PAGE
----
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Aruba access points anchor Intrepid museum Wi-Fi network

Fleet Week 2016 puts Intrepid Sea, Air & Space Museum Wi-Fi network to the test. What does it take to wire a 73-year-old warship with 21st century technology?

The Intrepid Sea, Air & Space Museum sailed through network demands generated by this year's Fleet Week, thanks to an upgrade of its wireless infrastructure that brought 21st century technology to the 73-year-old warship that anchors the facility.

The annual event at the end of May attracted thousands of visitors to the New York tourist attraction, and the new wireless network -- based on Aruba access points and management software -- handled the spike in traffic with only a few hiccups, said Vincent Forino, the museum's vice president of IT. Crisp performance was critical, Forino said, especially during the annual Salute to Freedom Gala that honored U.S. Vice President Joe Biden.

The museum draws more than 1 million visitors each year to a complex that spans more than 250,000 square feet and includes not just the aircraft carrier Intrepid, but a surrounding wharf, a welcome center, the Space Shuttle Enterprise Pavilion and historic military equipment.

Out with the old, in with the new

The new infrastructure is a far cry from two years ago, when Forino first joined the museum. At the time, the museum was still recovering from damage sustained during Hurricane Sandy in 2012. Museum staff operated out of a temporary ticket booth, using applications such as Blackbaud and Patron Edge to manage ticketing as best as possible. Wi-Fi was exclusively for internal use and very spotty, with access in only a few points around the museum.

Getting cable to access points through quarter-inch steel was interesting.
Vincent Forinovice president of IT; Intrepid Sea, Air & Space Museum

The old network was comprised of equipment "that you could buy off the shelf at any major retailer or Amazon -- nothing real complex," Forino said. It serviced only a few locations on the ship, such as the boardroom, great hall and some spots on the gallery deck.

Museum executives knew they needed to improve the network infrastructure to provide better ticketing options, more interactive audio-visual displays and other services. They turned to other museums for guidance, Forino said.

The investment and implementation

What they found intrigued them. Advances in Wi-Fi capabilities presented a wide variety of new benefits, from improving how staff and visitors interacted with the museum to enabling more sophisticated educational offerings.

Forino began laying the groundwork for the new system in late 2014, working with Comm Solutions, a systems integrator based in Malvern, Pa.

The museum initially tested the Aruba technology with a proof-of-concept system at the Space Shuttle Pavilion, at a cost of $125,000 to $150,000.

"It was not a bum-rush, get it done in six weeks [process]. [Instead, it was an] 18-month implementation done in stages," Forino said.

Fine-tuning for performance

Aruba and Comm Solutions surveyed different points in the museum and mixed and matched antenna types to deliver maximum capacity based on the number of visitors anticipated in each section. "[When] full implementation [was] almost complete, [we did] a secondary survey to make sure we had all the access we needed  and tweaked things a little, shuffling of one antenna type from one site to another," he added.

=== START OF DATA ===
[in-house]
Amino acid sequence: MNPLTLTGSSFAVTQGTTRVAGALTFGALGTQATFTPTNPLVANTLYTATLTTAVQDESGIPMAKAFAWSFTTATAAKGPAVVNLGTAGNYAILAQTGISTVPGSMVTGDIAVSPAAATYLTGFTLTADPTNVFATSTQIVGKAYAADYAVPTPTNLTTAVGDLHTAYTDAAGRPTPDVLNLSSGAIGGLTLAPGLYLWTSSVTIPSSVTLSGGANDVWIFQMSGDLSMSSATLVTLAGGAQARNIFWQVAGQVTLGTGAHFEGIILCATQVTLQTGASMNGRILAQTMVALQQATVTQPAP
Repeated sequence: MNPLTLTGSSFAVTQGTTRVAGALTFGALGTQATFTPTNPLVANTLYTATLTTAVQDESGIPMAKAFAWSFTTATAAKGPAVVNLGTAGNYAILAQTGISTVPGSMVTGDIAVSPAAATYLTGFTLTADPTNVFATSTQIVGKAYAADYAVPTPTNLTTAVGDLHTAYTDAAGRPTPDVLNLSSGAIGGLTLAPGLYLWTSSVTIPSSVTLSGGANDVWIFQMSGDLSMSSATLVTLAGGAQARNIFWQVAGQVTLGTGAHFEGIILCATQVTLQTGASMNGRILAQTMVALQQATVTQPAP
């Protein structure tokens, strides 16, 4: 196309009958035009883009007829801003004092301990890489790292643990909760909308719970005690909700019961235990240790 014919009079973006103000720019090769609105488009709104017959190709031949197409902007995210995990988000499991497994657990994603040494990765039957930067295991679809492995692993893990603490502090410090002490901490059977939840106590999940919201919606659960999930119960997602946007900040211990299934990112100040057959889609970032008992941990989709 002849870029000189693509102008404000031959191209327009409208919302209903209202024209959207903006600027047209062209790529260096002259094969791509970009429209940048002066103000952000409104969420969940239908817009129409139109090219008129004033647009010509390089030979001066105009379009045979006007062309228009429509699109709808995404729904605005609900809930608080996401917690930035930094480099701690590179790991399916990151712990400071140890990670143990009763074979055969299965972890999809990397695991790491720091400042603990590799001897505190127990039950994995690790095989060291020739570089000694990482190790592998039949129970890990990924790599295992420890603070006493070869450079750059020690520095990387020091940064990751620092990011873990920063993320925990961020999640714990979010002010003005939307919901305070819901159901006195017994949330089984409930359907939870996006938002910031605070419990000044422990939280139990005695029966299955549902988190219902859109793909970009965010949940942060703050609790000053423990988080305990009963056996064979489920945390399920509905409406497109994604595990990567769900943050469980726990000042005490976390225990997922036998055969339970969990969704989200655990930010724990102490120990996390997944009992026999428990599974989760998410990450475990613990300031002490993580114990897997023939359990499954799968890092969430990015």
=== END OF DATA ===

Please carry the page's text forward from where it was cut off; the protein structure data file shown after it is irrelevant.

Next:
A total of 44  802.11ac Aruba access points -- including eight in the Space Shuttle Pavilion and four on the pier -- were installed with capacity for up to 500 simultaneous connections in the Space Shuttle Pavilion, and as many as 1,000 simultaneous connections in the Hangar deck. Only the Growler submarine was left out of the Wi-Fi network because of excessive costs associated with installing access points in the vessel.

Forino in particular cited two IT department volunteers, Aaron Resnick and Calvin Best, for overcoming installation challenges associated with blanketing a 73-year-old aircraft carrier with wireless coverage and new Aruba access points.

"The challenges were during the implementation phase, [installing a Wi-Fi system] on a steel aircraft carrier from the 1940s, trying to make sure you have all the areas covered -- we had to adjust and move things. Getting cable to access points through quarter-inch steel was interesting," Forino said. "[The volunteers] knew nooks and crannies that a newbie like me didn't two years in."

Adding more capabilities

Next up: providing additional wayfinding capabilities and other services through beacon technology. Forino envisions the museum exploiting mobile engagement tools along with the Aruba access points to bring back visitors more often. Right now the museum says the typical visitor only comes once every 20 years -- helping to spur more interest in exhibits and events.

Forino said his experience bore lessons for similar organizations. "I think too often you go out and you get a proposal from a business partner; we had several different ones we came up with. [They go for] quick: Sign the contract, get it done in three months," he said. "Take time to know your environment and the pitfalls of your environment. Do a pilot going into it and a POC to make sure that it'll work the way you want it to work -- don't rush, take your time, build on it."

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